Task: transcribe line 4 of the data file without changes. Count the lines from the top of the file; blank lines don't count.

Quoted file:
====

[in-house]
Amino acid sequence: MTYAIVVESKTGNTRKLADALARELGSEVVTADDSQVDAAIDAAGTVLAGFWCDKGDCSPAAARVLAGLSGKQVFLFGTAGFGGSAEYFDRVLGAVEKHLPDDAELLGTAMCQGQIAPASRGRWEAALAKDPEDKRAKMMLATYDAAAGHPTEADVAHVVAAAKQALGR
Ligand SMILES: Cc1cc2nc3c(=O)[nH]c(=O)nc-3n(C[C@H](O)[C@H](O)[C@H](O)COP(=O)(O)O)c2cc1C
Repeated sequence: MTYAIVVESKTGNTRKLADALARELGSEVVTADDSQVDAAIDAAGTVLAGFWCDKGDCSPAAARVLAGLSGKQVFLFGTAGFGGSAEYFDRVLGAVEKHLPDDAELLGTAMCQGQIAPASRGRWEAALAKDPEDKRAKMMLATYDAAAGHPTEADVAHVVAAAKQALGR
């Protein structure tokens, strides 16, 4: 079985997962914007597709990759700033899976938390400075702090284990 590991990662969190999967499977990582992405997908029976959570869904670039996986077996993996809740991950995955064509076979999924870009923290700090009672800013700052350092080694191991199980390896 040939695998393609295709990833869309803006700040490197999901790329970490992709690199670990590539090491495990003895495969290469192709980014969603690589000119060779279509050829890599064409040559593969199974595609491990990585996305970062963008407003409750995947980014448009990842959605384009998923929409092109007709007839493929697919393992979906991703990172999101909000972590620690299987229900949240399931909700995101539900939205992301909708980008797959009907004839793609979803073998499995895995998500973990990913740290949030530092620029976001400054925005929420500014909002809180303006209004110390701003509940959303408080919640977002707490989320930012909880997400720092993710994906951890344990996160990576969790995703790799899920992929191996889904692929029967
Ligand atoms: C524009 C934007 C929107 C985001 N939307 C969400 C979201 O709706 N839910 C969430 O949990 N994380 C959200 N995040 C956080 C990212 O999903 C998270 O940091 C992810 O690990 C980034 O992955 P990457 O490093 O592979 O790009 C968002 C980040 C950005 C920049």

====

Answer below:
Repeated sequence: MTYAIVVESKTGNTRKLADALARELGSEVVTADDSQVDAAIDAAGTVLAGFWCDKGDCSPAAARVLAGLSGKQVFLFGTAGFGGSAEYFDRVLGAVEKHLPDDAELLGTAMCQGQIAPASRGRWEAALAKDPEDKRAKMMLATYDAAAGHPTEADVAHVVAAAKQALGR